U.S. Patent Publication No. 2005/0223668 to Thompson, et al. discloses a faced fibrous insulation assembly that includes a fibrous blanket, a facing formed by a kraft paper sheet material, and an asphalt coating layer on the inner surface of the facing that bonds the facing to the fibrous insulation blanket. The asphalt coating layer contains an odor-reducing additive in an amount to substantially eliminate odors that would otherwise be emitted by the asphalt coating layer. It is asserted that the additive does not adversely affect the adherent qualities of the asphalt coating layer. It is disclosed that the odor-reducing additive may be essential plant oils.

Conventional odor treating compositions commonly act as deodorizers or masking agents, essentially overwhelming the undesirable odor with one or more desirable odors. However, these compositions do not effectively mask the odors emitted from asphalt. Thus, there remains a need in the art for a composition that effectively reduces or eliminates the odors emitted from asphalt or other hydrocarbonaceous materials without simply masking the undesirable smell, where the performance of the composition is sustainable over time, and where the composition does not pose any additional health or safety issues.

SUMMARY OF THE INVENTION

It is an object of the present invention to provide a composition for reducing malodorous emissions from hydrocarbonaceous materials that includes at least one aldehyde-containing compound that has a molecular weight greater than about 100 daltons and a boiling point greater than about 375° F. In exemplary embodiments, the aldehyde-containing compound has a molecular weight from about 120 to about 1,000 daltons. Additionally, the composition is free of ester-containing compounds. The composition reduces undesirable odors from asphalt without adversely affecting the physical and performance properties of the asphalt. The composition may further include at least one ketone-containing compound, a low fuming additive, and/or a liquid carrier. The ketone-containing compound has a boiling point greater than about 375° F. and a molecular weight greater than about 100 daltons. In one exemplary embodiment, the aldehyde-containing compound is attached to a polymer to form a polymer/aldehyde compound having a molecular weight from about 1,000 to about 10,000,000 daltons. Acceptable carriers for use in the composition include compounds that are ester-free, have a boiling point greater than about 375° F., and have low to no toxicity or other safety issues.

It is also an object of the present invention to provide a low odor asphalt that includes asphalt and an odor reducing amount of a composition that includes one or more aldehyde-containing compounds with a molecular weight greater than about 100 daltons and a boiling point greater than about 375° F. The composition may be added to asphalt in a molten or semi-molten form to reduce or eliminate unpleasant odors that are emitted from the asphalt upon heating. In addition, the composition reduces asphalt's undesirable odors in the absence of ester-containing compounds, and without adversely affecting the physical and performance properties of the asphalt. The composition may further include one or more members selected from at least one ketone-containing compound, a low fuming additive, and/or a liquid carrier. As discussed above, the ketone-containing compound may have a boiling point greater than about 375° F. and a molecular weight greater than about 100 daltons.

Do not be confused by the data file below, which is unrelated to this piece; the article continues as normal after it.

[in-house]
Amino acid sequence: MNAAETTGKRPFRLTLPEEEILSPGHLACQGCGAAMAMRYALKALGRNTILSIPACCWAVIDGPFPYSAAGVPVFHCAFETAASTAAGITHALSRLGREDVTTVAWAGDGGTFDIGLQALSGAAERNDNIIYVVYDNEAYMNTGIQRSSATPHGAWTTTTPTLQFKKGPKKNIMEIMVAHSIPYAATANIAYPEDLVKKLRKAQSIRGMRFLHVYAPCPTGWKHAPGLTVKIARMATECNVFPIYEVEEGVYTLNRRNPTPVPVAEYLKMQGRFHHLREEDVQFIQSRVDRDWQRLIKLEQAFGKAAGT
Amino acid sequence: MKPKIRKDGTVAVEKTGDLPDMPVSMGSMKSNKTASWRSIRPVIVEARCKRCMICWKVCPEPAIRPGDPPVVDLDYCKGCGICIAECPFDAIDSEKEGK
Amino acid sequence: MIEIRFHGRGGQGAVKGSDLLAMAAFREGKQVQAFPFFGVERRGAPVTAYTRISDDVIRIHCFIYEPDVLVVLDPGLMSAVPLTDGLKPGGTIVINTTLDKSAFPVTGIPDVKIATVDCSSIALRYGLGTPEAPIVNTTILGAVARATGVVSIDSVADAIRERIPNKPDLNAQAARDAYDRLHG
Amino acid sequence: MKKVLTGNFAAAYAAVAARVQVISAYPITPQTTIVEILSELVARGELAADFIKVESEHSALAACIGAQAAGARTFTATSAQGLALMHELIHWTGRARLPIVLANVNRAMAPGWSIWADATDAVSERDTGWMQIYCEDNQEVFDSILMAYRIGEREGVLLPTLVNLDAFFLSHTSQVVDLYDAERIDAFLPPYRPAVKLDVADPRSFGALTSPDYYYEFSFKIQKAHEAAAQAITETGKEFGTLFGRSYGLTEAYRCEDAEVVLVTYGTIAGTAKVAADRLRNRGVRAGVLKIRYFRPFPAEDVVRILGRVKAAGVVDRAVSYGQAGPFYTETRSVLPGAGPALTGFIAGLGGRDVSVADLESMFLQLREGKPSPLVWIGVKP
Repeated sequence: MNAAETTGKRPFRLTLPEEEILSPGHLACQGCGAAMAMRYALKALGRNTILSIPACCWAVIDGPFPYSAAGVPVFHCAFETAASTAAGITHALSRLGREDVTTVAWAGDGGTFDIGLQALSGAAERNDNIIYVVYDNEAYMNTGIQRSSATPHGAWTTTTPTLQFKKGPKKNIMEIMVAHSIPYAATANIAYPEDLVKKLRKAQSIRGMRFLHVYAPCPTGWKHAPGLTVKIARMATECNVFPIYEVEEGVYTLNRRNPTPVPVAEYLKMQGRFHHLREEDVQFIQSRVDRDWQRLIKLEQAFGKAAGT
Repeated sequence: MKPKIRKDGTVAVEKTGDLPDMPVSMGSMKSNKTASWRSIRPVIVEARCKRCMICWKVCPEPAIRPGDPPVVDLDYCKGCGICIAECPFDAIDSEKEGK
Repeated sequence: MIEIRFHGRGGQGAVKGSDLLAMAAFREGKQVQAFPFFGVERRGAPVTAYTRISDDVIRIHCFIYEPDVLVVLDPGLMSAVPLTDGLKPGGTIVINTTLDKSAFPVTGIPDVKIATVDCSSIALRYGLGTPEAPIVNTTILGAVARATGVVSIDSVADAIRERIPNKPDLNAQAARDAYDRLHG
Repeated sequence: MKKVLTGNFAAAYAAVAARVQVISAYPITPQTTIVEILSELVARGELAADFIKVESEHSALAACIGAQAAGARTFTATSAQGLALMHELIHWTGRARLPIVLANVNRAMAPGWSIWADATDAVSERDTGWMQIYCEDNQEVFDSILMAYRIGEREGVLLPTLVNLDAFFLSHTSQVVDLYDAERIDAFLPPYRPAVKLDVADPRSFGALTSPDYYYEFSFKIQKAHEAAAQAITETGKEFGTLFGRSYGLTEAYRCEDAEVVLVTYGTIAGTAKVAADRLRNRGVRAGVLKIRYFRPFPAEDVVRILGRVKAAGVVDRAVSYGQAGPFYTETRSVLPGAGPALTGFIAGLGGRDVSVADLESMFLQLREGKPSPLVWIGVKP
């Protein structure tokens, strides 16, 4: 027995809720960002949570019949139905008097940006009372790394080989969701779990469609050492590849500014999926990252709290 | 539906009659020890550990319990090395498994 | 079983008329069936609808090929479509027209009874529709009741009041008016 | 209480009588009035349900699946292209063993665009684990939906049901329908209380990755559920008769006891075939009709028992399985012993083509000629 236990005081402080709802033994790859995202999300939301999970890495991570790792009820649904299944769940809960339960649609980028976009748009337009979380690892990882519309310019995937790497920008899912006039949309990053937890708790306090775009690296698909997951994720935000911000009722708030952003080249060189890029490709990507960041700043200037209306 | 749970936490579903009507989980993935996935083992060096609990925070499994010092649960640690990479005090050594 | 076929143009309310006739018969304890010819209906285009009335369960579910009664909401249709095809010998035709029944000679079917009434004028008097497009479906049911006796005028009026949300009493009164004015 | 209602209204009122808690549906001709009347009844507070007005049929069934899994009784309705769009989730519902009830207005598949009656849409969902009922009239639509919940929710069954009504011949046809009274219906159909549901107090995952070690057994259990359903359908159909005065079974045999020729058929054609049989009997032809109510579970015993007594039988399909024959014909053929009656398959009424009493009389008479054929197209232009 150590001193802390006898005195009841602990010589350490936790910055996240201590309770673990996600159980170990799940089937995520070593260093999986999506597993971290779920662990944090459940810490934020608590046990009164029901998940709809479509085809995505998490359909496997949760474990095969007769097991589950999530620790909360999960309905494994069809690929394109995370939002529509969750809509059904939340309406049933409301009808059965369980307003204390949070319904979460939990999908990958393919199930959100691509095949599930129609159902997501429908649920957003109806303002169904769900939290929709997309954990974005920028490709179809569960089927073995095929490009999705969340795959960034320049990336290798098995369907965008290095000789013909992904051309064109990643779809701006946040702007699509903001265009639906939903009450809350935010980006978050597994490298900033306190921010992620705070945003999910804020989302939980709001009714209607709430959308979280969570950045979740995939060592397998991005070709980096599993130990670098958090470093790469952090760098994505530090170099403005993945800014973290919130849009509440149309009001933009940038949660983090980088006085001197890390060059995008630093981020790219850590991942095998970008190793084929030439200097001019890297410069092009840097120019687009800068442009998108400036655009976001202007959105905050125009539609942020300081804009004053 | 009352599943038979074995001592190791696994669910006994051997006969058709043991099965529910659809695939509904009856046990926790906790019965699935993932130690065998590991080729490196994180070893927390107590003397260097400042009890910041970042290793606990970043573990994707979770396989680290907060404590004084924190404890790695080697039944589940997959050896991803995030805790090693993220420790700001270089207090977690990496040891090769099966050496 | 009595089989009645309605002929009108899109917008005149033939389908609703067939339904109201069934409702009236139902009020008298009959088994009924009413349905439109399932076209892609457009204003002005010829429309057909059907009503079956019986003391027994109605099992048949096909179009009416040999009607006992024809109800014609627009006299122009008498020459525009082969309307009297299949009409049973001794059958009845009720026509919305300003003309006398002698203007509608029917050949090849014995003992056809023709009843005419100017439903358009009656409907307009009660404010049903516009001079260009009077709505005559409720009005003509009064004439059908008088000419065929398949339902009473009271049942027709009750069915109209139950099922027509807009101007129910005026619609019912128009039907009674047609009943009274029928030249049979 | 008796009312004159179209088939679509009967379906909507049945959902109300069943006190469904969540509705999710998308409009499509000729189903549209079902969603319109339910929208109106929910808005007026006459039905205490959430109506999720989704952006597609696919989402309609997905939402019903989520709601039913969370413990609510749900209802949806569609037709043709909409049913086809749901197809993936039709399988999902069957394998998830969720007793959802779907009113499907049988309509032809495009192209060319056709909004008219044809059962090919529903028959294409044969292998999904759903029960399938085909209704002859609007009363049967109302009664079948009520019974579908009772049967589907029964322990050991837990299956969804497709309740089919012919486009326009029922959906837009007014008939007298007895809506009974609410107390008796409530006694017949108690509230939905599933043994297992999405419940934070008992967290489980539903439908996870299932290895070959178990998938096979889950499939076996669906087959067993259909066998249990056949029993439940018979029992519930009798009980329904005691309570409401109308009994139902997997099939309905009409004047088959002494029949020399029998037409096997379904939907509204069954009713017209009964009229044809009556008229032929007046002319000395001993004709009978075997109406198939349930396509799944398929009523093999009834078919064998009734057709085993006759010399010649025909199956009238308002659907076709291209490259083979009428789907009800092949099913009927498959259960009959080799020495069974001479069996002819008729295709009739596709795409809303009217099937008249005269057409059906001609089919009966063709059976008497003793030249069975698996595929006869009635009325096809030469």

It is a further object of the present invention to provide a method for reducing odor in a hydrocarbonaceous material that includes mixing an odor reducing amount of a composition that is free of ester-containing compounds and that includes at least one aldehyde-containing compound to a hydrocarbonaceous material. In at least one embodiment, the hydrocarbonaceous material is asphalt. The aldehyde-containing compound may have a molecular weight greater than about 100 daltons and a boiling point greater than about 375° F. In addition, the composition may include a ketone-containing compound and/or a liquid carrier. The composition may be added in small increments up to 5% by volume of the asphalt, and in exemplary embodiments, up to 1% by volume of the asphalt. The ketone-containing compound has a molecular weight greater than about 100 daltons and a boiling point greater than about 375° F. The carrier is chosen such that there are little or no safety issues, the carrier is free of ester-containing compounds, and has a boiling point greater than about 375° F.

It is an advantage of the present invention that the composition reduces the measured volatile impurities in asphalt that are responsible for the odor emissions.

It is also an advantage of the present invention that the composition and low-odor asphalt produced with the composition do not pose any safety or health issues to workers involved in their manufacture and/or application.

It is yet another advantage of the present invention that the addition of the composition to the asphalt does not adversely affect the physical and performance properties or the flash point of the asphalt.

It is a further advantage of the present invention that the composition does not negatively affect the asphalt so that the asphalt may be used for its intended purpose.

It is a feature of the present invention that the composition reduces unpleasant or undesirable odors from asphalt in the absence of ester-containing compounds.

It is another feature of the present invention that an aldehyde-containing compound may be attached to a polymer to form a polymer/aldehyde compound with a molecular weight from about 1,000 to about 10,000,000 daltons.

It is also a feature of the present invention that the carriers are ester-free and have low to no toxicity or other safety issues.

It is yet another feature of the present invention that the low-odor asphalt may be used in built-up-roofing applications.